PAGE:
The truth about Manila esteros

Andreas Klippe Comments February 1, 2018

Is it too late for the esteros of Manila? Here’s the truth:

Esteros are essential to Manila. They serve as the gateway of the floodwaters. But often they are build over or clogged rendering the whole place flooded.

1. Sorry State of Manila’s Esteros

Esteros are part of the history of Manila. It is what makes Manila unique.


Esteros is an estuary or inlet especially when marshy; specifically : a tidal channel used as a drainage canal in populated districts quoted from Merriam-Webster dictionary. In fact the City of Manila should have been called “Venice of Asia” for it has more canals than Bangkok, this according to Ka Tony’s blog.

Perhaps the title Venice of Asia was not given because Intramuros, which was the Manila they knew, minus the districts that are now part of Metro Manila.

Spanish era Manila had many inlet rivers, which during which at that time we called “esteros” which are the seaward end or extension of a river. They contain a mixture of freshwater and seawater. The waters in these esteros rise and fall along with the sea tides . Throughout Manila’s history, some thirty-five esteros flowing thru the Pasig River, Manila Bay and Laguna de Bay.

2. What happened to all the Esteros?

Most of the esteros in the metro no longer function because of mounds of garbage hinder passage to the sea.


So what happened to all these esteros? They’re gone to be a dumping ground by the squatters, some were claimed by illegal buildings, paved over streets and shanties. But they reappear once again as one big catch basin during monsoon season reclaiming almost the whole city of Manila.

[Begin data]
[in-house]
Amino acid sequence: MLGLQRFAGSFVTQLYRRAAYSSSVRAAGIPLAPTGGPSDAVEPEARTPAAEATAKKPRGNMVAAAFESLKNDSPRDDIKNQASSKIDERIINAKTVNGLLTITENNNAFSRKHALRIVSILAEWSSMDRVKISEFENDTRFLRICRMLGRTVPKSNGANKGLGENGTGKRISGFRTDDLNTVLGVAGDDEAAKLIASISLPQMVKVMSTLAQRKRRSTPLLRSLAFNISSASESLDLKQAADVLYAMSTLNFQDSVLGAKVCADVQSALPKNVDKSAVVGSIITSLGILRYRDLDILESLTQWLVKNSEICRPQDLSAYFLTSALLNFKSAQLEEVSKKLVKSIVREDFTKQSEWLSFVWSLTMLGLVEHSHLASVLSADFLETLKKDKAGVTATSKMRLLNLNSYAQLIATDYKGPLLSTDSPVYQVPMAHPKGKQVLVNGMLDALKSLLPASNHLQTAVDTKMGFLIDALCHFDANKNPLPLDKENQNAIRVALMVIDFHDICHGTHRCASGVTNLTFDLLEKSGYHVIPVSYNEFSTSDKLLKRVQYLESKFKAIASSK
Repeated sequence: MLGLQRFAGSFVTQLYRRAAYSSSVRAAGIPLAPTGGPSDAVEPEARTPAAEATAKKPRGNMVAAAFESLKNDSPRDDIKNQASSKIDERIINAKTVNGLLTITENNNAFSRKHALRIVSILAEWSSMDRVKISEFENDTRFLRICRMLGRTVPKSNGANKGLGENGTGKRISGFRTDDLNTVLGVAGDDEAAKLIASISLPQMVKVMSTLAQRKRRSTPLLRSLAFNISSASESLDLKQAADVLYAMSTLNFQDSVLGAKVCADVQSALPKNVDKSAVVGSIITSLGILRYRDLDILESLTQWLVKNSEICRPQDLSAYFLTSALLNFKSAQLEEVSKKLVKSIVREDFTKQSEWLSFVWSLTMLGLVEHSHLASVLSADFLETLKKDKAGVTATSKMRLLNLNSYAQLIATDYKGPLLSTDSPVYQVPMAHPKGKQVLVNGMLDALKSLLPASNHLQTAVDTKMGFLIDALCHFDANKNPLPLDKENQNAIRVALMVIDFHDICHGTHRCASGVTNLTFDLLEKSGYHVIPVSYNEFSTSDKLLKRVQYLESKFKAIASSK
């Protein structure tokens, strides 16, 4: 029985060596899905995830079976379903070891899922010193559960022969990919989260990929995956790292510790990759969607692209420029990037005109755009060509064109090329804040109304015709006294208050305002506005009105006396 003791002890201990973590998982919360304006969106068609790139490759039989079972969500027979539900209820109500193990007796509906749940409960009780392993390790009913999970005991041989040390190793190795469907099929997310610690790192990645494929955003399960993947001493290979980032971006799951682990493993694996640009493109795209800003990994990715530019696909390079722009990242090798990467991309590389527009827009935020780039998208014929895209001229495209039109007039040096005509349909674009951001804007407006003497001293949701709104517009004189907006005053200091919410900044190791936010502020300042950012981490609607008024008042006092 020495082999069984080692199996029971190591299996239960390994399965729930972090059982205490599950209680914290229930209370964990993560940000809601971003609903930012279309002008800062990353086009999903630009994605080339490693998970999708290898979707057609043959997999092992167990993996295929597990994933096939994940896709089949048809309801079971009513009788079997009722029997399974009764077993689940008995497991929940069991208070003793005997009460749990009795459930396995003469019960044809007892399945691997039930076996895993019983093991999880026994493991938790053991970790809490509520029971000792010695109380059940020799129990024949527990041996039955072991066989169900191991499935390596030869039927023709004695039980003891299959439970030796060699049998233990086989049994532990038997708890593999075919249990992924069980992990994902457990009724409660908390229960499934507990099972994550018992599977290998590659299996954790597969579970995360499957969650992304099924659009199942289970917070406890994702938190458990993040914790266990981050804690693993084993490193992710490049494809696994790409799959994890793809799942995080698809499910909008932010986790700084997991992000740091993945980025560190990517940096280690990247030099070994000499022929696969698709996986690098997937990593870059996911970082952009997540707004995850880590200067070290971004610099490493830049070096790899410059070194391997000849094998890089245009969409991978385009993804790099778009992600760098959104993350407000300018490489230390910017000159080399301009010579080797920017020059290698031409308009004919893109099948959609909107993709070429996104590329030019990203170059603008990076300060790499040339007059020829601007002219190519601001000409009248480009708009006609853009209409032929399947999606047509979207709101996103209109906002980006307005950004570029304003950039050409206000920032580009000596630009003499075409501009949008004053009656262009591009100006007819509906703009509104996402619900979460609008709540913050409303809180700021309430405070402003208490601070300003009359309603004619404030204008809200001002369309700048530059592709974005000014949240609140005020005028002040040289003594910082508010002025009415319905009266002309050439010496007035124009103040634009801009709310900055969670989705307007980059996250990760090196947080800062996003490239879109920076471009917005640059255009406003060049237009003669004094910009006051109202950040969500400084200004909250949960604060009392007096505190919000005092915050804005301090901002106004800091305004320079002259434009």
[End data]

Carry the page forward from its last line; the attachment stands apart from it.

The state of the metro’s esteros is lamentable, as prominent urban planner Felino Palafox Jr. said that “elsewhere in the world, the waterfront is a front door of development.”

In many cases, informal settlers have built homes along the banks of esteros, further aggravating the flooding situation, and ultimately causing misery in nearby areas during the stormy season as what happened when Ondoy struck in late 2009.

The metro’s estero misfortunes do not end with piles of garbage and informal settlers. Some esteros are almost paved over as they are blocked by establishments built directly on it.

3. Almost every esteros have disappeared

Almost all esteros have disappeared either by encroachment of squatters or commercial establishments. As rainy season arrives, these esteros are blocked by mounds of garbage. Therefore, the floodwater has no choice but to flow through the streets. Even a 10-minute heavy rainfall can spell floods in the area.


4. Rehabilitation of the Esteros

The only way to maintain the esteros is for people not throwing garbage over it and stop building houses.

What can be done to rehabilitate these waterways? One solution is to clear all the debris from the esteros. But this is costly and time consuming to the government. It will take about 50 years before bodies of water like the Pasig River and Manila Bay can be fully rehabilitated. This can be the only long-term solution. But what about the short term solution? There must be a contingency while rehabilitation work is ongoing. The rainy season will only get worse before it gets better.


5. Solution to the perennial flood problem

Demountable flood control barriers have proven that technology can save lives and property.


RS Floodcontrol Asia has a solution to ease the flooding problem of the esteros. Installing demountable flood barriers along the esteros or waterways can eliminate the dangers from floodwaters rising. It will eliminate the need to evacuate.

Safety is foremost when building the flood control barriers. We guarantee you will be safe behind the barriers when floodwaters hit your area.

Do you have a solution to the perennial flooding? Share you answer below.

Andreas Klippe

About the author

Andreas Klippe is founder of the Asian Center for Flood Control located in Clark Freeport Zone, Philippines.

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